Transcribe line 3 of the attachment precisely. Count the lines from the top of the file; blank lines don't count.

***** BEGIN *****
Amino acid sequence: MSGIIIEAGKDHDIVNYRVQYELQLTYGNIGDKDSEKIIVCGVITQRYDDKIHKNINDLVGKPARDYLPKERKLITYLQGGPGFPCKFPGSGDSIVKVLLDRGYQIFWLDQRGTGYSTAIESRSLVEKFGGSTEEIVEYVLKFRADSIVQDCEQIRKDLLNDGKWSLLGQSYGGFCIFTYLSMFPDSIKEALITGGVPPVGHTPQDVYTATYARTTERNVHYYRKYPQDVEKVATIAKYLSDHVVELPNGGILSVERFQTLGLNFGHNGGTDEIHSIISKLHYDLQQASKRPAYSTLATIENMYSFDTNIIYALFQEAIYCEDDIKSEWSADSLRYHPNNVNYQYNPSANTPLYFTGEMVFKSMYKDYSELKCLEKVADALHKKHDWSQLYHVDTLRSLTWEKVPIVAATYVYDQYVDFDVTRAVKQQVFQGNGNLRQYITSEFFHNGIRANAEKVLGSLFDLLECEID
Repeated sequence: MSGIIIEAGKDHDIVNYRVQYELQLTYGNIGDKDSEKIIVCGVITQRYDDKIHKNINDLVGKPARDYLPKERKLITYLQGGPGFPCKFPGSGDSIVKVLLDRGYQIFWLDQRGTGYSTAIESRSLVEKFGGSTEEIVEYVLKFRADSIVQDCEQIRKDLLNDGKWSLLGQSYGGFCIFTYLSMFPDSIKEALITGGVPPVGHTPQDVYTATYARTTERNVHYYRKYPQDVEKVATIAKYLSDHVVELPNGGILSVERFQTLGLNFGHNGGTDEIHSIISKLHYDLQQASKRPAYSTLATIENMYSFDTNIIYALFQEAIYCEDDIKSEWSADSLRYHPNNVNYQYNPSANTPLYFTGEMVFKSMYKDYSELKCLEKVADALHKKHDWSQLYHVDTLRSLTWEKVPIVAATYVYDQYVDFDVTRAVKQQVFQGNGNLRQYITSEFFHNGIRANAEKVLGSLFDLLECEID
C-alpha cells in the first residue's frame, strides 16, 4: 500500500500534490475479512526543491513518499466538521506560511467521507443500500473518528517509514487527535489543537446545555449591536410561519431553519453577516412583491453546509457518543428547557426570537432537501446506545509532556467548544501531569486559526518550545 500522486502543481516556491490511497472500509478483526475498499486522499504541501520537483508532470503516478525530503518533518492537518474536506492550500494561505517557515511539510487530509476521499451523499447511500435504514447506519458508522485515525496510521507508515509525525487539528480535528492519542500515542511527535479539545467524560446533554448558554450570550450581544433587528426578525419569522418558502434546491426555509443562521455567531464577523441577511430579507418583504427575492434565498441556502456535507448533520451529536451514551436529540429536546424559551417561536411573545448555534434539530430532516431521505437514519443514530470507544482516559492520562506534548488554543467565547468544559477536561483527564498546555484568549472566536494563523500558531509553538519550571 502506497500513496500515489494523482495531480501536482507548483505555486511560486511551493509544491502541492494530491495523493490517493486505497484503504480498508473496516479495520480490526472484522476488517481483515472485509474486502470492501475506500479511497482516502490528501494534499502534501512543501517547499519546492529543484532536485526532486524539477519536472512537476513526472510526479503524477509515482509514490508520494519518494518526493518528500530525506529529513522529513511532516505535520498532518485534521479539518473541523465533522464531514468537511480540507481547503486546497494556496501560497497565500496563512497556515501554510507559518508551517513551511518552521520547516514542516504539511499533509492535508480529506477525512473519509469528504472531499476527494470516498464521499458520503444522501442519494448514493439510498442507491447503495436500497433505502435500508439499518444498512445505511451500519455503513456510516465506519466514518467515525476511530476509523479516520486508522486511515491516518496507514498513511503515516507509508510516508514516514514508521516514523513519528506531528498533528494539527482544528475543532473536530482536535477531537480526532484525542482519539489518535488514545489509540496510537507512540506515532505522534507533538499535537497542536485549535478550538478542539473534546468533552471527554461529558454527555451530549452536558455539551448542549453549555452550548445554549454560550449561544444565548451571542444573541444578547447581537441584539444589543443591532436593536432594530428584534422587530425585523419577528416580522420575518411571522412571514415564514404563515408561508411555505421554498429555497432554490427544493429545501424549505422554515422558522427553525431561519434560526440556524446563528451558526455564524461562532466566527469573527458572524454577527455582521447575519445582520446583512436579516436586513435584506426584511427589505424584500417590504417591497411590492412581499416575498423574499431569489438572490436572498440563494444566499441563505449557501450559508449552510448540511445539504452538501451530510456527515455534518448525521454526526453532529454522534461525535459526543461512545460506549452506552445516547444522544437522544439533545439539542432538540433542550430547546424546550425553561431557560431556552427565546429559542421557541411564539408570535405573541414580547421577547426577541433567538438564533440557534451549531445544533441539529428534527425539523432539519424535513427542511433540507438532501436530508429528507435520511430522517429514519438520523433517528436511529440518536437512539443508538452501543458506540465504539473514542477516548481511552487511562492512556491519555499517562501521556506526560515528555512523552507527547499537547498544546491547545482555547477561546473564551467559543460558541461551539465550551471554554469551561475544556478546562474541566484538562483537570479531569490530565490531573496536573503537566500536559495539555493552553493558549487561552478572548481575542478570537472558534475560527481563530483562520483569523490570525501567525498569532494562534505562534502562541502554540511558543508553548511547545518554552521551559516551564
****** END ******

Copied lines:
C-alpha cells in the first residue's frame, strides 16, 4: 500500500500534490475479512526543491513518499466538521506560511467521507443500500473518528517509514487527535489543537446545555449591536410561519431553519453577516412583491453546509457518543428547557426570537432537501446506545509532556467548544501531569486559526518550545 500522486502543481516556491490511497472500509478483526475498499486522499504541501520537483508532470503516478525530503518533518492537518474536506492550500494561505517557515511539510487530509476521499451523499447511500435504514447506519458508522485515525496510521507508515509525525487539528480535528492519542500515542511527535479539545467524560446533554448558554450570550450581544433587528426578525419569522418558502434546491426555509443562521455567531464577523441577511430579507418583504427575492434565498441556502456535507448533520451529536451514551436529540429536546424559551417561536411573545448555534434539530430532516431521505437514519443514530470507544482516559492520562506534548488554543467565547468544559477536561483527564498546555484568549472566536494563523500558531509553538519550571 502506497500513496500515489494523482495531480501536482507548483505555486511560486511551493509544491502541492494530491495523493490517493486505497484503504480498508473496516479495520480490526472484522476488517481483515472485509474486502470492501475506500479511497482516502490528501494534499502534501512543501517547499519546492529543484532536485526532486524539477519536472512537476513526472510526479503524477509515482509514490508520494519518494518526493518528500530525506529529513522529513511532516505535520498532518485534521479539518473541523465533522464531514468537511480540507481547503486546497494556496501560497497565500496563512497556515501554510507559518508551517513551511518552521520547516514542516504539511499533509492535508480529506477525512473519509469528504472531499476527494470516498464521499458520503444522501442519494448514493439510498442507491447503495436500497433505502435500508439499518444498512445505511451500519455503513456510516465506519466514518467515525476511530476509523479516520486508522486511515491516518496507514498513511503515516507509508510516508514516514514508521516514523513519528506531528498533528494539527482544528475543532473536530482536535477531537480526532484525542482519539489518535488514545489509540496510537507512540506515532505522534507533538499535537497542536485549535478550538478542539473534546468533552471527554461529558454527555451530549452536558455539551448542549453549555452550548445554549454560550449561544444565548451571542444573541444578547447581537441584539444589543443591532436593536432594530428584534422587530425585523419577528416580522420575518411571522412571514415564514404563515408561508411555505421554498429555497432554490427544493429545501424549505422554515422558522427553525431561519434560526440556524446563528451558526455564524461562532466566527469573527458572524454577527455582521447575519445582520446583512436579516436586513435584506426584511427589505424584500417590504417591497411590492412581499416575498423574499431569489438572490436572498440563494444566499441563505449557501450559508449552510448540511445539504452538501451530510456527515455534518448525521454526526453532529454522534461525535459526543461512545460506549452506552445516547444522544437522544439533545439539542432538540433542550430547546424546550425553561431557560431556552427565546429559542421557541411564539408570535405573541414580547421577547426577541433567538438564533440557534451549531445544533441539529428534527425539523432539519424535513427542511433540507438532501436530508429528507435520511430522517429514519438520523433517528436511529440518536437512539443508538452501543458506540465504539473514542477516548481511552487511562492512556491519555499517562501521556506526560515528555512523552507527547499537547498544546491547545482555547477561546473564551467559543460558541461551539465550551471554554469551561475544556478546562474541566484538562483537570479531569490530565490531573496536573503537566500536559495539555493552553493558549487561552478572548481575542478570537472558534475560527481563530483562520483569523490570525501567525498569532494562534505562534502562541502554540511558543508553548511547545518554552521551559516551564